Grace, mercy, and peace be
unto you from God our Father and from our Lord and Savior, Jesus Christ,
What a sad, sad little man
that is Herod. Very warped on the inside is he. Never really satisfied
with himself for he had to always find affirmation, not from within
himself as to his person, but from outside of himself, always trying
to please and willing to go to all lengths in order to get that affirmation
and acceptance. Why else when would motivate him simply because what
he saw in the face of the people and in their response to his sick way
of running his kingdom.
It’s sad because someone like
that is centered not upon other people, but someone like that is very
self-centered, self-serving. Isn’t it kind of a bizarre thought that
someone who is so self-centered and so self-serving would be so concerned
about someone else and what they thought?
What a sad little man…James,
the elder. It’s very easy to paint Herod as this heinous villain, but
let us look at the fact that he is the one extreme. The one that’s in
the middle…James the elder, he is like you and me. For there’s not
one of us here who sits and sweats as we are this morning who doesn’t
think about what pleases someone else.
Now you would think that could
be all shrouded into, I’m serving
them because when I do this for
them that makes them happy, therefore I am all about
them. In reality, you know and I know most of the things we do are
self-serving. It’s just unfortunately how we roll as sinful human beings.
We can think of examples, but
brothers and sisters we don’t struggle doing anything but trying to
please God. To please ourselves, that comes so naturally. That is always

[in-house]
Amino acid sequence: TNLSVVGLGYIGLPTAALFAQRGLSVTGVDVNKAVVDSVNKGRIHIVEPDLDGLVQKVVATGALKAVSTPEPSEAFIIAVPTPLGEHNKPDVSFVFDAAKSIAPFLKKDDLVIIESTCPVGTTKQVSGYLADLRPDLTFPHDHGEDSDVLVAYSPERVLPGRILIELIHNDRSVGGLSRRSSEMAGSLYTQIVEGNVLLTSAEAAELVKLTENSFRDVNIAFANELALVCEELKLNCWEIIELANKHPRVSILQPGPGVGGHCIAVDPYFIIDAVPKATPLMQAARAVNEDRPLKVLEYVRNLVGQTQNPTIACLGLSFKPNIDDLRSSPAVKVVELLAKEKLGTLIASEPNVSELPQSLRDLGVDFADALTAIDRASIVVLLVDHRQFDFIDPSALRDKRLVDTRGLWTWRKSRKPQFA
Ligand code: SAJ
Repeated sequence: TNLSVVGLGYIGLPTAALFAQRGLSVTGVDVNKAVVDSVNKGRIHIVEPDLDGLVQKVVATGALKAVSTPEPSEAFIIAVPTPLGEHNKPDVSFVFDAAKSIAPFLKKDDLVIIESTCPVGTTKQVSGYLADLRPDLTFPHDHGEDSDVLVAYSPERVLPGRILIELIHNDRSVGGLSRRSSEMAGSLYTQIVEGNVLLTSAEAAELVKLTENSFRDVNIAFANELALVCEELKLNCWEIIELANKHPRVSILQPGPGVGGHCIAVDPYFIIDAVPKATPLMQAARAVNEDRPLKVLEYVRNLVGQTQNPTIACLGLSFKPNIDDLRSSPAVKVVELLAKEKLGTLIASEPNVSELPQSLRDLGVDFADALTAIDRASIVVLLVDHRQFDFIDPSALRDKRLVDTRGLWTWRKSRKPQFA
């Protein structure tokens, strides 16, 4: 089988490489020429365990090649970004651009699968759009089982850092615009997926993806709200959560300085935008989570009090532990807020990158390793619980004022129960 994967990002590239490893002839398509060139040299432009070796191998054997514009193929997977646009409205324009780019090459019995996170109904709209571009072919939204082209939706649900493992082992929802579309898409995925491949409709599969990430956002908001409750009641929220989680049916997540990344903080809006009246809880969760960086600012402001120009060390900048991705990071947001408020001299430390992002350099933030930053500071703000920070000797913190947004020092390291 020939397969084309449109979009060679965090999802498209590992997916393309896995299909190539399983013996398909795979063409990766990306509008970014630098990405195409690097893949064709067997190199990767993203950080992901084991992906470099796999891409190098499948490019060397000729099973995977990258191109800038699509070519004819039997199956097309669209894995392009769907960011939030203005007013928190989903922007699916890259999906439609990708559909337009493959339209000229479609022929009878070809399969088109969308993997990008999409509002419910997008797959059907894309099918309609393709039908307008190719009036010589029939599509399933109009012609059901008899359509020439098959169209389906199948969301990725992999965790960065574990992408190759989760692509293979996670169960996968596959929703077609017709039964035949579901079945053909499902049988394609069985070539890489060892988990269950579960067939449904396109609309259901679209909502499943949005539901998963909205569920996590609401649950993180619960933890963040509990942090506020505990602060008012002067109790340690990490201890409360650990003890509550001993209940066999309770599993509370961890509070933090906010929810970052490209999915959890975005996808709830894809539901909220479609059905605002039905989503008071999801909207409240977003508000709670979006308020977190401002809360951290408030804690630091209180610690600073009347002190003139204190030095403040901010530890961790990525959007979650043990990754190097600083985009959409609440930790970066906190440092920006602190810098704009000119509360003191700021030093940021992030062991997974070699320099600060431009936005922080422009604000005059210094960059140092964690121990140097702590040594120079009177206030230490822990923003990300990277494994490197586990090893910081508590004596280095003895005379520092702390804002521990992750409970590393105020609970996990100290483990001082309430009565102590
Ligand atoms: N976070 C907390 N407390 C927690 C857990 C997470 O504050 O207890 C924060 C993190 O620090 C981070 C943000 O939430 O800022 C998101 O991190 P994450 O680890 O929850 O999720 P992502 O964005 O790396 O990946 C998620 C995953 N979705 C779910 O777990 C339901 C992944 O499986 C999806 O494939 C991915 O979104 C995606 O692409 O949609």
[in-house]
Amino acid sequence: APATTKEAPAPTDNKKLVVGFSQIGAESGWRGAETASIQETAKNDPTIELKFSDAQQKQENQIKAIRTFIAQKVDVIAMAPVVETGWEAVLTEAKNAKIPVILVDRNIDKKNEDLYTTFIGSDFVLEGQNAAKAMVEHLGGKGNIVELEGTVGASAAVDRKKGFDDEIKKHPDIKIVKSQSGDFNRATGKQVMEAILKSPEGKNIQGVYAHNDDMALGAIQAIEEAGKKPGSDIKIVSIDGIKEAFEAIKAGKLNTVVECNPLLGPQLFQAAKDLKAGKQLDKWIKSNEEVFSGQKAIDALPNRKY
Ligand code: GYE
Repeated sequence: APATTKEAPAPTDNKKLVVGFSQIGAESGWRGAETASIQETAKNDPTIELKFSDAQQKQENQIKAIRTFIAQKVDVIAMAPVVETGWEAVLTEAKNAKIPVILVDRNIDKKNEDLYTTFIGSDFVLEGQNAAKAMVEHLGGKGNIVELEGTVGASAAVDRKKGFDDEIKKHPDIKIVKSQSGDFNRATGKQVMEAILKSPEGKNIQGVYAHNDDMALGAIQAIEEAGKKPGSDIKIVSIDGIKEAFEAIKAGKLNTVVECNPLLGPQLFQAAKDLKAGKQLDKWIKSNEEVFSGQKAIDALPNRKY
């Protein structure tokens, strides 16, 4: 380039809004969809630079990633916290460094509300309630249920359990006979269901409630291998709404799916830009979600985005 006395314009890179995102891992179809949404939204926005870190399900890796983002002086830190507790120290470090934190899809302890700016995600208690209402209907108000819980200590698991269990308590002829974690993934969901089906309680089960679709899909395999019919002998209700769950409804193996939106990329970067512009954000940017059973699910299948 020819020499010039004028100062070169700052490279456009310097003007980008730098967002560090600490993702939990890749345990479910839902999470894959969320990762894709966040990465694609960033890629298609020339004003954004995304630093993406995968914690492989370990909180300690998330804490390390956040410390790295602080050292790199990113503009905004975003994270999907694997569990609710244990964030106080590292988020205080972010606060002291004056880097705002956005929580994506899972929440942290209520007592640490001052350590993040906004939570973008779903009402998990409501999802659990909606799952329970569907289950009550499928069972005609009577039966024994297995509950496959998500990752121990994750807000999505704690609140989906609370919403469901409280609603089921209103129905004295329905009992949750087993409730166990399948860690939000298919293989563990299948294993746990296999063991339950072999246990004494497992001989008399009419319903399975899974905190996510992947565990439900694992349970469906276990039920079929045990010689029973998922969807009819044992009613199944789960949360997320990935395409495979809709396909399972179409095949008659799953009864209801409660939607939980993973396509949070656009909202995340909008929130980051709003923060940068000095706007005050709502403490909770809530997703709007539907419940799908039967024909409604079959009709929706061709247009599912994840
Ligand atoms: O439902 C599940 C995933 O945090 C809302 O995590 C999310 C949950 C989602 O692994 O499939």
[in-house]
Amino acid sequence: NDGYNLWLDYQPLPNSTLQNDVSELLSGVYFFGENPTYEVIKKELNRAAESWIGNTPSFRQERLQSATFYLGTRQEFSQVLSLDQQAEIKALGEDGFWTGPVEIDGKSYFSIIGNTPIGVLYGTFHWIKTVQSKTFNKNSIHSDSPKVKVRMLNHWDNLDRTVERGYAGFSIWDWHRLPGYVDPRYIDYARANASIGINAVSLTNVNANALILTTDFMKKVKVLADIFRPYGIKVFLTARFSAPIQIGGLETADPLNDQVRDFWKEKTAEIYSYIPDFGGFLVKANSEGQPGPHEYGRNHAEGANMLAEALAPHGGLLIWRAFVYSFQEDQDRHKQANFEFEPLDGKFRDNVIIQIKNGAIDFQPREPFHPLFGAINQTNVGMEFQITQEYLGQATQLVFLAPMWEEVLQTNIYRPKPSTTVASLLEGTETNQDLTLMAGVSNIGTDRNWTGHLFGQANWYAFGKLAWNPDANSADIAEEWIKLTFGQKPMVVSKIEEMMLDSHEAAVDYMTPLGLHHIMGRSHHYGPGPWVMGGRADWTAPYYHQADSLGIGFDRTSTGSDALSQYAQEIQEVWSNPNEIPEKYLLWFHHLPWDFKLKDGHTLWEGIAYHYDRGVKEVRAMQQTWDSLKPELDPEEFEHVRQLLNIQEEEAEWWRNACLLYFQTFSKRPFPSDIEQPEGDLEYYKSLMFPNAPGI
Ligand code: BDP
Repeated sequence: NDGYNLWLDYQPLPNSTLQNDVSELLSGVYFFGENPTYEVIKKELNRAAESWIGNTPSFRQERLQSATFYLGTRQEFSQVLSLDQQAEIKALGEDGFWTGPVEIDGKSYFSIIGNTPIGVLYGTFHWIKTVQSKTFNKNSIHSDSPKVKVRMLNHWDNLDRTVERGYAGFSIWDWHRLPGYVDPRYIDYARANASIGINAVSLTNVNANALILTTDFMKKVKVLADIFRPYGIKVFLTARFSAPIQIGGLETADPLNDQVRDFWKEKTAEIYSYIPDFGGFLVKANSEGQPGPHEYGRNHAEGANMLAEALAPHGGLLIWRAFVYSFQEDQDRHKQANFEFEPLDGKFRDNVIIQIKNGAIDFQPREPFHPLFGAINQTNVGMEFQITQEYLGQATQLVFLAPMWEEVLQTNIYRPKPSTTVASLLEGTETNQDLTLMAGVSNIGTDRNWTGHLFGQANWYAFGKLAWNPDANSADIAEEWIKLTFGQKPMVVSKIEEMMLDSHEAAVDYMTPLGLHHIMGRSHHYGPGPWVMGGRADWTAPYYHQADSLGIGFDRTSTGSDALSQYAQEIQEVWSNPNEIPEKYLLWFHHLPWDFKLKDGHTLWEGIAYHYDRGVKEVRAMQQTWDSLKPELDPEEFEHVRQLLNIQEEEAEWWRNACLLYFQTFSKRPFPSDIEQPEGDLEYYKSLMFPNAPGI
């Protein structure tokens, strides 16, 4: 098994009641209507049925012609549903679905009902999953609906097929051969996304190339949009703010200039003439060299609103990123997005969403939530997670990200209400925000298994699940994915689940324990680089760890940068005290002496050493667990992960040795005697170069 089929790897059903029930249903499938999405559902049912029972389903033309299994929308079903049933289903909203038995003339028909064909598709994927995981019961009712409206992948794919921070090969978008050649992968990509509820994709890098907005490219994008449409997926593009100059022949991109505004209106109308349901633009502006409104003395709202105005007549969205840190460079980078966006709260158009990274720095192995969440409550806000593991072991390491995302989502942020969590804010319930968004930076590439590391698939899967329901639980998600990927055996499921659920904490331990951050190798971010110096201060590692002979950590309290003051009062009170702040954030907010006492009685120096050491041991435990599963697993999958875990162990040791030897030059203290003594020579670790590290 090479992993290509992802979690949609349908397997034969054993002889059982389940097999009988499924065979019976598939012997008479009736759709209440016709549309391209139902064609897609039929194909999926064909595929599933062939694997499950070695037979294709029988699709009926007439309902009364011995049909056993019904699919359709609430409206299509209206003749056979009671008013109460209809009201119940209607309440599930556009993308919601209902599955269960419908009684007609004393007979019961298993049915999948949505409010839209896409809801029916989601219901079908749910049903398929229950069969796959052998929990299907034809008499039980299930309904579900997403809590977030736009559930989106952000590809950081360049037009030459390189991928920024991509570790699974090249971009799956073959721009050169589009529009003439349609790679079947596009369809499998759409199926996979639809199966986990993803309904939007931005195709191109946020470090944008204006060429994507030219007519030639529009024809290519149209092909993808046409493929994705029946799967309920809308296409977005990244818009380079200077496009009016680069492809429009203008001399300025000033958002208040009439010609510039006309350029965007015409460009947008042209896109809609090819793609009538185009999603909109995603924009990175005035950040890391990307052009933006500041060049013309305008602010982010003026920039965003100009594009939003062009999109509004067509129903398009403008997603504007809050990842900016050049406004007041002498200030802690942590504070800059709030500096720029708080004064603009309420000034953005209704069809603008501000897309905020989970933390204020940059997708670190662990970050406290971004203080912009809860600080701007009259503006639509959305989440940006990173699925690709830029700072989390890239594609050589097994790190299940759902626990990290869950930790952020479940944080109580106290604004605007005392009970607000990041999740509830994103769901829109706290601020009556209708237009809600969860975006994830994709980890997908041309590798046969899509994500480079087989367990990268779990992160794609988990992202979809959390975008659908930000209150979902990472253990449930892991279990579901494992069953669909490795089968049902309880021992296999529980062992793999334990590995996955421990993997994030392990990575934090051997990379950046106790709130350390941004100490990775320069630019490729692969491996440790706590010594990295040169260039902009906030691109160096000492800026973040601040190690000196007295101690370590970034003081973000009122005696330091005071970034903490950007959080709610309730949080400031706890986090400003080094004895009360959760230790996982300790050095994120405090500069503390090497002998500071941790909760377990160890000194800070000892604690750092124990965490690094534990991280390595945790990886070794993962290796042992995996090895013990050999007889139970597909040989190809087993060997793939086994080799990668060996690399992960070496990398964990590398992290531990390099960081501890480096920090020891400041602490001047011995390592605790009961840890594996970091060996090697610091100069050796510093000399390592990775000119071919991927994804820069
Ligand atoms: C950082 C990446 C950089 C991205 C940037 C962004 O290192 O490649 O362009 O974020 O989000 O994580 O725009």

our modus operandi, how we function and how we operate, but to
serve God, to serve someone else at the cost of ourselves, that’s the
Now that’s why I said, “James,
a sad little man,” because James and John bug the Lord of all things,
God of all creation, Redeemer of their sinful souls if one of them could
sit at the right and at the left in glory. Brothers and sisters, that
has nothing to do with anyone else but themselves.
We all love affirmation. We’re
made, in fact, and knit together by God to continue to receive and give
it. Problem is, like all things, Satan takes that and warps it and bends
it so the ability for us to give such affirmation is withheld. The desire
to look for affirmation, even at the cost of affirming our relationship
with Him, it is that which we struggle. It is that which James himself
struggled. Yet James died a martyr. Now a martyr cannot die as a martyr
unless he dies as one who is in the faith.
We have a lot in common with
James. For if James can die in the faith, being so bold as to ask God
in the flesh if he could sit at His right or His left, brothers and
sisters, we’re in good company. This is the kind of man you and I are
or the kind of woman you and I are because we all share that same desire
of glory in this world and affirmation by other people.
Now this is something that
really struck me that I’ve never seen before until this preparation
for this sermon. Jesus tells them, “You do not know what you are
asking. Are you able to drink the cup I drink or to be baptized with
the baptism with which I am to be baptized?” Unpack that statement
for you. In essence He is saying, “Can you drink the cup of suffering
I drink? Can you be baptized into the death, unjust so, as I will be?”
They boldly say without even
giving it a thought…because like you and me, we say, “Yes,”
to something. We have no idea of what all the ramifications are…they
say, “Yes! Yes I will do that Lord!” Then God gives them a
great statement of comfort.
Now you may look at this text
and say, “Where’s the comfort, Pastor, because I’m not seeing it.”